Updated June 2022
Dear Parents & Guardians,
My Madrid-based team and I are delighted to have your student with us . We are committed to supporting your child in having a safe and transformative experience in Spain.
The information provided on this page is designed to inform you about your child’s upcoming experience studying and living in Madrid.
HOME STAY INFORMATION: As you know, your child will be living in a homestay. All of our hosts are thoroughly vetted and most have been with the program for many years. They are all dedicated to the health and wellbeing of your child. All host families participate in health and wellness training sessions in order to ensure that they know how to best support your child, in addition to intercultural and anti-oppression training. We will send detailed information about the host family selected for your child about one month prior to his/her arrival (over email), including the family’s address, email and contact phone numbers. We use the extensive information given to us by your student in our Housing Survey and the information that I gather in my on-campus interviews to match students with homestay hosts. In the event that your student feels uncomfortable in her/his homestay placement, s/he will be offered the option to change.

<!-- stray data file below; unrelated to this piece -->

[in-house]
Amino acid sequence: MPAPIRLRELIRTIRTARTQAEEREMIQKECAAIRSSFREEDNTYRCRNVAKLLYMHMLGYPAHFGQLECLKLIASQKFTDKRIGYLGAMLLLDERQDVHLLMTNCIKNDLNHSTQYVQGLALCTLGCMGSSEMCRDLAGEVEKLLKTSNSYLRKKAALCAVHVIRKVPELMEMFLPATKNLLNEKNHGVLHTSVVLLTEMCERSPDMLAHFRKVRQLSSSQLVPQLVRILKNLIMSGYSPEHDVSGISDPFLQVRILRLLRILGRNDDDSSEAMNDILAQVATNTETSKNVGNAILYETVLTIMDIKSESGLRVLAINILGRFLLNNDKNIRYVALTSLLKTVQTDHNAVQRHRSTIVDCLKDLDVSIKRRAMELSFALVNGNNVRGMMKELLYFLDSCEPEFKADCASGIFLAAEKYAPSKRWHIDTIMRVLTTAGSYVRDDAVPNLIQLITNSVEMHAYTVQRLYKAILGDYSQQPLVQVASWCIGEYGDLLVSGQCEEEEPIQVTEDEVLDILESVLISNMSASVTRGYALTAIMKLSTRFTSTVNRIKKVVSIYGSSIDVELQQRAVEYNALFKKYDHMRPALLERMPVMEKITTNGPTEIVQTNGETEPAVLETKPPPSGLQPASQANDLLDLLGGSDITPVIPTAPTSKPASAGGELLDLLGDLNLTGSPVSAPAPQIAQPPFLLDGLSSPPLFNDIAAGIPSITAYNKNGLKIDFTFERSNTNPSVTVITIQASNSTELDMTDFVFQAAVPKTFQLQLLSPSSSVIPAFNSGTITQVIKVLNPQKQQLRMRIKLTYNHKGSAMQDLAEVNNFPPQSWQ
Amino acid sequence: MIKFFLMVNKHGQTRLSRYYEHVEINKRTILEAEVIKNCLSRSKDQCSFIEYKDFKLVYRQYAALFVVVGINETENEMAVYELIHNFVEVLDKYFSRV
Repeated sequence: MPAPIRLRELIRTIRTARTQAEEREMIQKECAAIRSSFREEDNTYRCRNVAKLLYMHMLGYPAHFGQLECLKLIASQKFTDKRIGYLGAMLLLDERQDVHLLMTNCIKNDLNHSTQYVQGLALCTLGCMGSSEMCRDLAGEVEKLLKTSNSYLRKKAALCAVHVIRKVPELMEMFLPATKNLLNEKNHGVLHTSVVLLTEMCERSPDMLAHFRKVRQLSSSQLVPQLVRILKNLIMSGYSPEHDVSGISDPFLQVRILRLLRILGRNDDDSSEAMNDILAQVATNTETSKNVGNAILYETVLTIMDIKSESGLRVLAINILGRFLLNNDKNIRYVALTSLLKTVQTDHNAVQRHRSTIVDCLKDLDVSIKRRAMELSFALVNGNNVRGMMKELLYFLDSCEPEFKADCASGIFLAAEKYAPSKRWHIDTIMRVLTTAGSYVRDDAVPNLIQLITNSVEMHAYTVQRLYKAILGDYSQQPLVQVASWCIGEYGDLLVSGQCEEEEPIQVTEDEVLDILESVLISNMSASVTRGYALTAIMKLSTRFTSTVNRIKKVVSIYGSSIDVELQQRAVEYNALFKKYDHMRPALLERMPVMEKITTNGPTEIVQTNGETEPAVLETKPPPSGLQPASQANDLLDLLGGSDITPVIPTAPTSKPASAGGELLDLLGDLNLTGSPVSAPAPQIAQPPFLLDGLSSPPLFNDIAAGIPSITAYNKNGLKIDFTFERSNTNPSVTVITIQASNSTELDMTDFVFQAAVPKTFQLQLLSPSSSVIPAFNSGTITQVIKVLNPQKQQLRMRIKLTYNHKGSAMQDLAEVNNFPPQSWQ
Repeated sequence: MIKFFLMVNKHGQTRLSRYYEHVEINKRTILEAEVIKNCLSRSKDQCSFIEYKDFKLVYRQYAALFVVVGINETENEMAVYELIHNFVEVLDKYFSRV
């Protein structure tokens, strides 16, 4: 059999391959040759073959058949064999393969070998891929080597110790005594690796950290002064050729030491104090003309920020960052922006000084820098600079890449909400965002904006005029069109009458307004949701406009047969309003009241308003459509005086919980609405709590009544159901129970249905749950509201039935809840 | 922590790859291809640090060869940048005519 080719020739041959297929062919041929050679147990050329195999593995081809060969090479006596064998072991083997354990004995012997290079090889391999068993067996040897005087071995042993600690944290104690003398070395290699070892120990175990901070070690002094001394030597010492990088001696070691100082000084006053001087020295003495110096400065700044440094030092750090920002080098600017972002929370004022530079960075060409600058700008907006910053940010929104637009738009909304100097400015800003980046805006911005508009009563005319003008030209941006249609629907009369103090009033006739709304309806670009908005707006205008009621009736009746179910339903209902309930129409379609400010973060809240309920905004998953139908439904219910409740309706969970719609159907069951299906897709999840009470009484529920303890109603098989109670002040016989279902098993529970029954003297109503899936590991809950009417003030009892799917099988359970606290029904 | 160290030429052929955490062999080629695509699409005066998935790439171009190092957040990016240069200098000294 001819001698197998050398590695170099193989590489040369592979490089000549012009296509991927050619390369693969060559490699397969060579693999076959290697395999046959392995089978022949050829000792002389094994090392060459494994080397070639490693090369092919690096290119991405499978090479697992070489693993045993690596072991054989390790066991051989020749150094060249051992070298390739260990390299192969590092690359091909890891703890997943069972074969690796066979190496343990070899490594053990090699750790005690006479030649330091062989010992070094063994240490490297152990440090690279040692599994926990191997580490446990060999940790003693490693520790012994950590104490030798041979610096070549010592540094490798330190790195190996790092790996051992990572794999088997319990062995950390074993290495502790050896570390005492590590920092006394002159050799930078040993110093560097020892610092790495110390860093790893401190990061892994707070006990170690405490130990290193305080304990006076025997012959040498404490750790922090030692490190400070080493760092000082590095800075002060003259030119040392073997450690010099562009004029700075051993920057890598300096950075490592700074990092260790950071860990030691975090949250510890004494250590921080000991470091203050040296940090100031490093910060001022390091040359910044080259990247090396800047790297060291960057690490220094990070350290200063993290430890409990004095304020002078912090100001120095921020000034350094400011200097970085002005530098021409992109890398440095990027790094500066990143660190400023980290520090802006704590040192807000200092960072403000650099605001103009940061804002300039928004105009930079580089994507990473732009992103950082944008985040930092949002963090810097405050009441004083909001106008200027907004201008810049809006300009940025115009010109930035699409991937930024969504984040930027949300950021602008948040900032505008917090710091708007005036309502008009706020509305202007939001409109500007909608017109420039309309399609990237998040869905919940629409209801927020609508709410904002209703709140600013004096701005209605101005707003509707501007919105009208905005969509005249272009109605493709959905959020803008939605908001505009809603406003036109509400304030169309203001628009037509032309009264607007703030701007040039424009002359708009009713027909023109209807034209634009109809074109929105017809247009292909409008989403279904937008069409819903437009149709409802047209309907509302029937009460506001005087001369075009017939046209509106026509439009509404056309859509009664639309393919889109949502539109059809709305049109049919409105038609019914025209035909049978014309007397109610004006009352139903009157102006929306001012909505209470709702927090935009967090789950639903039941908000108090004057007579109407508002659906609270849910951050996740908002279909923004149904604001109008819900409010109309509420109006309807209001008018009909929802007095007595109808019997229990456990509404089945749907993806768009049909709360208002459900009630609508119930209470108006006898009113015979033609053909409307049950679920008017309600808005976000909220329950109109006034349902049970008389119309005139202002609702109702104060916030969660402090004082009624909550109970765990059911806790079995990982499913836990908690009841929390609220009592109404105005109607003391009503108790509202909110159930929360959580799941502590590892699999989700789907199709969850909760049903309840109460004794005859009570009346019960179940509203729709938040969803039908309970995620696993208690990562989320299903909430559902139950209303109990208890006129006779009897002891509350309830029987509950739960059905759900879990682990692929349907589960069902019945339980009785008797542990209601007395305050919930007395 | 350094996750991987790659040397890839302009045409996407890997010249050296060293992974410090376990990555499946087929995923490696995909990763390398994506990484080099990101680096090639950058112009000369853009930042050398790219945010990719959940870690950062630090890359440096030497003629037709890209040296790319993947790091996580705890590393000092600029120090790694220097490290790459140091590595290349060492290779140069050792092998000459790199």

TELEPHONE and INTERNET ACCESS: Students have ample access to Internet and WiFi: at their host family home, at the Tufts-Skidmore Campus Center in Madrid and at the Spanish University. It will be easy for you to stay in contact with your child through Skype, FaceTime or by cell phone (most students bring their cell phone from the states and buy a Spanish pre-paid SIM card once they’re here). Please note that Spain cell phone customers are not charged for incoming calls. You may message your child for free via the applications “Signal” or “WhatsApp.” You may also call your child on the host family’s landline (but no later than 10pm local time, please). Remember that there is a six-hour time difference between Spain and Eastern Standard Time (7, 8 and 9 hours respectively in the other U.S. time zones).
VISITING YOUR CHILD IN SPAIN: If you are able to visit your child during their semester or year in Spain, we suggest that you plan your trip for the end of the semester, when your child will be adjusted to living and studying in Spain, or during academic breaks, when your child will be able to fully enjoy the visit. Visits at the beginning of the semester or during the regular academic session, especially during final exams, are not encouraged because they can be stressful for your student.